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Socio-Economic Distance and Spatial Patterns in Unemployment

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Author Info

  • Conley, T.G.
  • Topa, G.

Abstract

This paper examines the spatial patterns of unemployment in Chicago between 1980 and 1990. We study unemployment clustering with respect to different social and economic distance metrics that reflect the structure of agents' social networks. Specifically, we use physical distance, travel time, and differences in ethnic and occupational distribution between locations. Our goal is to determine whether our estimates of spatial dependence are consistent with models in which agents' employment status is affected by information exchanged locally within their social networks. We present non-parametric estimates of correlation across Census tracts as a function of each distance metric as well as pairs of metrics, both for unemployment rate itself and after conditioning on a set of tract characteristics. Our results indicate that there is a strong positive and statistically significant degree of spatial dependence in the distribution of raw unemployment rates, for all our metrics. However, once we condition on a set of covariates, most of the spatial autocorrelation is eliminated, except for physical and occupational distance.

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File URL: http://econ.as.nyu.edu/docs/IO/9186/RR99-04.PDF
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Bibliographic Info

Paper provided by C.V. Starr Center for Applied Economics, New York University in its series Working Papers with number 99-04.

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Length: 33 pages
Date of creation: 1999
Date of revision:
Handle: RePEc:cvs:starer:99-04

Contact details of provider:
Postal: C.V. Starr Center, Department of Economics, New York University, 19 W. 4th Street, 6th Floor, New York, NY 10012
Phone: (212) 998-8936
Fax: (212) 995-3932
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Web page: http://econ.as.nyu.edu/object/econ.cvstarr.html
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Postal: C.V. Starr Center, Department of Economics, New York University, 19 W. 4th Street, 6th Floor, New York, NY 10012
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Related research

Keywords: SPATIAL ANALYSIS ; UNEMPLOYMENT ; SOCIETY;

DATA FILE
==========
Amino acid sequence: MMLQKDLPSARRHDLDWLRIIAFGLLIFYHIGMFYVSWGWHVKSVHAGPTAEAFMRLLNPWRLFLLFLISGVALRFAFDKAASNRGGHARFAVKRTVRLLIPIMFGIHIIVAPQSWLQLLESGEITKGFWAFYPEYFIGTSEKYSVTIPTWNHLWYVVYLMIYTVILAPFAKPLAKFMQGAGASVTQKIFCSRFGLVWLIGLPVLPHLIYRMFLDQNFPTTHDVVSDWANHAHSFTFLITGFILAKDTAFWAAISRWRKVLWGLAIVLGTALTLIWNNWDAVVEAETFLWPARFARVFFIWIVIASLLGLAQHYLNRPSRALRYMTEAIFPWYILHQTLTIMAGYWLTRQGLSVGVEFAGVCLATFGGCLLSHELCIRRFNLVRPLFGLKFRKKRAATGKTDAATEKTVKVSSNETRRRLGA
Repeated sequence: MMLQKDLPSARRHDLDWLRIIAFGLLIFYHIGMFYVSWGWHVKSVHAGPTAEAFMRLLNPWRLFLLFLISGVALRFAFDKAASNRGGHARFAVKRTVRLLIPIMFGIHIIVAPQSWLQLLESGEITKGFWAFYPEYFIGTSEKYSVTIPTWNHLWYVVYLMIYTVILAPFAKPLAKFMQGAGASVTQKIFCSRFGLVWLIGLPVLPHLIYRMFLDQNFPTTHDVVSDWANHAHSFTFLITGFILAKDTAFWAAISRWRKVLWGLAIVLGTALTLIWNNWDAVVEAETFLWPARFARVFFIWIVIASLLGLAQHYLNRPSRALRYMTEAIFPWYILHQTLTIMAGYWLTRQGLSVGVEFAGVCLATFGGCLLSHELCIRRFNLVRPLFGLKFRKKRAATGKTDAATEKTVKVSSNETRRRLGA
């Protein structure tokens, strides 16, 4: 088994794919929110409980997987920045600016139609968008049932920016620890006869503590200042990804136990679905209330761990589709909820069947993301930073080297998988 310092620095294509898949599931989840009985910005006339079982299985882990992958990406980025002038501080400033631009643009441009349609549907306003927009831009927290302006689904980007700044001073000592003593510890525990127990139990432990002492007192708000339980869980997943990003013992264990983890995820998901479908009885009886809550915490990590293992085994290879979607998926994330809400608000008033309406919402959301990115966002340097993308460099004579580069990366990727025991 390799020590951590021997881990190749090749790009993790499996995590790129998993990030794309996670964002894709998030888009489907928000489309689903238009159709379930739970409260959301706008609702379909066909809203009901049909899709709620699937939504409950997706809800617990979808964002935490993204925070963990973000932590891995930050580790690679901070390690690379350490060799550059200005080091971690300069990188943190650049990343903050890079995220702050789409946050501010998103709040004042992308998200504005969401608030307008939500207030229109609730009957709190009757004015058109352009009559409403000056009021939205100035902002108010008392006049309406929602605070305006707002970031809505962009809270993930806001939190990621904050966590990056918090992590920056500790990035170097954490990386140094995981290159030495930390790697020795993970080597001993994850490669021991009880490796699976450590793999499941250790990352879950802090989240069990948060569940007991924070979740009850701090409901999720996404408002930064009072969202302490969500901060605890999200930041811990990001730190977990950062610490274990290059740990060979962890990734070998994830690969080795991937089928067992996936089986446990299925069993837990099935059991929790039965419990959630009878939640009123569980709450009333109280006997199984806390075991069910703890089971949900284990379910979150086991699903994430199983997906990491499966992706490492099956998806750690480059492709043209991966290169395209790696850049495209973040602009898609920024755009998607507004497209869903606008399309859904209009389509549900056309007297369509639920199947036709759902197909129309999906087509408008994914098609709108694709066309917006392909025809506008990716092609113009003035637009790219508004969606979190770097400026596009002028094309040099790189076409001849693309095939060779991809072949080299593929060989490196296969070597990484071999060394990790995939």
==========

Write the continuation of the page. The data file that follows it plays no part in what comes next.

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Cited by:
  1. Tito Boeri & Marta De Philippis & Eleonora Patacchini & Michele Pellizzari, 2014. "Immigration, Housing Discrimination and Employment," CReAM Discussion Paper Series 1414, Centre for Research and Analysis of Migration (CReAM), Department of Economics, University College London.
  2. Martín Saldías, 2011. "A Market-based Approach to Sector Risk Determinants and Transmission in the Euro Area," Working Papers w201130, Banco de Portugal, Economics and Research Department.
  3. Patacchini, Eleonora & Zenou, Yves, 2012. "Ethnic networks and employment outcomes," Regional Science and Urban Economics, Elsevier, vol. 42(6), pages 938-949.
  4. Berardi, Nicoletta & Seabright, Paul, 2011. "Professional Network and Career Coevolution," CEPR Discussion Papers 8632, C.E.P.R. Discussion Papers.
  5. Geweke, John F. & Horowitz, Joel L. & Pesaran, M. Hashem, 2006. "Econometrics: A Bird's Eye View," IZA Discussion Papers 2458, Institute for the Study of Labor (IZA).
  6. Georges Bresson & Cheng Hsiao, 2011. "A functional connectivity approach for modeling cross-sectional dependence with an application to the estimation of hedonic housing prices in Paris," AStA Advances in Statistical Analysis, Springer, vol. 95(4), pages 501-529, December.
  7. Tito Boeri & Marta De Philippis & Eleonora Patacchini & Michele Pelizzari, 2010. "Moving to Segregation: Evidence from 8 Italian cities," EIEF Working Papers Series 1109, Einaudi Institute for Economics and Finance (EIEF), revised Apr 2011.
  8. Ethan Cohen-Cole, 2005. "Resolving the Identification Problem in Linear Social Interactions Models: Modeling with Between-Group Spillovers," Others 0501001, EconWPA.

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